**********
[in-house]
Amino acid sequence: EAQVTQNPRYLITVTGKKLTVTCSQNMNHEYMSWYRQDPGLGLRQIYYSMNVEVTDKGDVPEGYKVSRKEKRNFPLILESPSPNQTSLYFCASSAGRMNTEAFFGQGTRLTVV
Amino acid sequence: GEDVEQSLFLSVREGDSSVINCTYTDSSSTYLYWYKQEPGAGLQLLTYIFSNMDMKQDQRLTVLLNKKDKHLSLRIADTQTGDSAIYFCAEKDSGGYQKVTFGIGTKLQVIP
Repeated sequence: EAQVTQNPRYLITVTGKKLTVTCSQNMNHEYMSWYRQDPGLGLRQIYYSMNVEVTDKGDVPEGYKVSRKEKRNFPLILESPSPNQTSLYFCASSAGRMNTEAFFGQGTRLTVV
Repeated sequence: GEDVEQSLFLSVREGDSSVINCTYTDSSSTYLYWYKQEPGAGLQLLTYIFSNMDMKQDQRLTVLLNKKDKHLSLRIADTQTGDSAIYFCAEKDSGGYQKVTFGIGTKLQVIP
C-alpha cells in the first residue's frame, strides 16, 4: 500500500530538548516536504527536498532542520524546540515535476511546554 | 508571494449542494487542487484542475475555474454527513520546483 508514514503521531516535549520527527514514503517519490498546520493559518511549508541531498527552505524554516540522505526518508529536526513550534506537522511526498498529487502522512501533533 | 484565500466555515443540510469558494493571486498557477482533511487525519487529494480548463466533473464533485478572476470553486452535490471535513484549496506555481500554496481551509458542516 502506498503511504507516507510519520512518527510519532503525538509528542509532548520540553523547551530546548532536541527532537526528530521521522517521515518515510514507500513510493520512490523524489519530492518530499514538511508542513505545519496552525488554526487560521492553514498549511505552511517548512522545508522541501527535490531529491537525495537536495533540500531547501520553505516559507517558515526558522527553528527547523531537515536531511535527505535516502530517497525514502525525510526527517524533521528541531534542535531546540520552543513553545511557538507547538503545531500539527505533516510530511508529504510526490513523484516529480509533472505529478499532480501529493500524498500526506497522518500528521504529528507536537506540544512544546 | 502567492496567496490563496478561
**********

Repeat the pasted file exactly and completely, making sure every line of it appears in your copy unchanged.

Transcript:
[in-house]
Amino acid sequence: EAQVTQNPRYLITVTGKKLTVTCSQNMNHEYMSWYRQDPGLGLRQIYYSMNVEVTDKGDVPEGYKVSRKEKRNFPLILESPSPNQTSLYFCASSAGRMNTEAFFGQGTRLTVV
Amino acid sequence: GEDVEQSLFLSVREGDSSVINCTYTDSSSTYLYWYKQEPGAGLQLLTYIFSNMDMKQDQRLTVLLNKKDKHLSLRIADTQTGDSAIYFCAEKDSGGYQKVTFGIGTKLQVIP
Repeated sequence: EAQVTQNPRYLITVTGKKLTVTCSQNMNHEYMSWYRQDPGLGLRQIYYSMNVEVTDKGDVPEGYKVSRKEKRNFPLILESPSPNQTSLYFCASSAGRMNTEAFFGQGTRLTVV
Repeated sequence: GEDVEQSLFLSVREGDSSVINCTYTDSSSTYLYWYKQEPGAGLQLLTYIFSNMDMKQDQRLTVLLNKKDKHLSLRIADTQTGDSAIYFCAEKDSGGYQKVTFGIGTKLQVIP
C-alpha cells in the first residue's frame, strides 16, 4: 500500500530538548516536504527536498532542520524546540515535476511546554 | 508571494449542494487542487484542475475555474454527513520546483 508514514503521531516535549520527527514514503517519490498546520493559518511549508541531498527552505524554516540522505526518508529536526513550534506537522511526498498529487502522512501533533 | 484565500466555515443540510469558494493571486498557477482533511487525519487529494480548463466533473464533485478572476470553486452535490471535513484549496506555481500554496481551509458542516 502506498503511504507516507510519520512518527510519532503525538509528542509532548520540553523547551530546548532536541527532537526528530521521522517521515518515510514507500513510493520512490523524489519530492518530499514538511508542513505545519496552525488554526487560521492553514498549511505552511517548512522545508522541501527535490531529491537525495537536495533540500531547501520553505516559507517558515526558522527553528527547523531537515536531511535527505535516502530517497525514502525525510526527517524533521528541531534542535531546540520552543513553545511557538507547538503545531500539527505533516510530511508529504510526490513523484516529480509533472505529478499532480501529493500524498500526506497522518500528521504529528507536537506540544512544546 | 502567492496567496490563496478561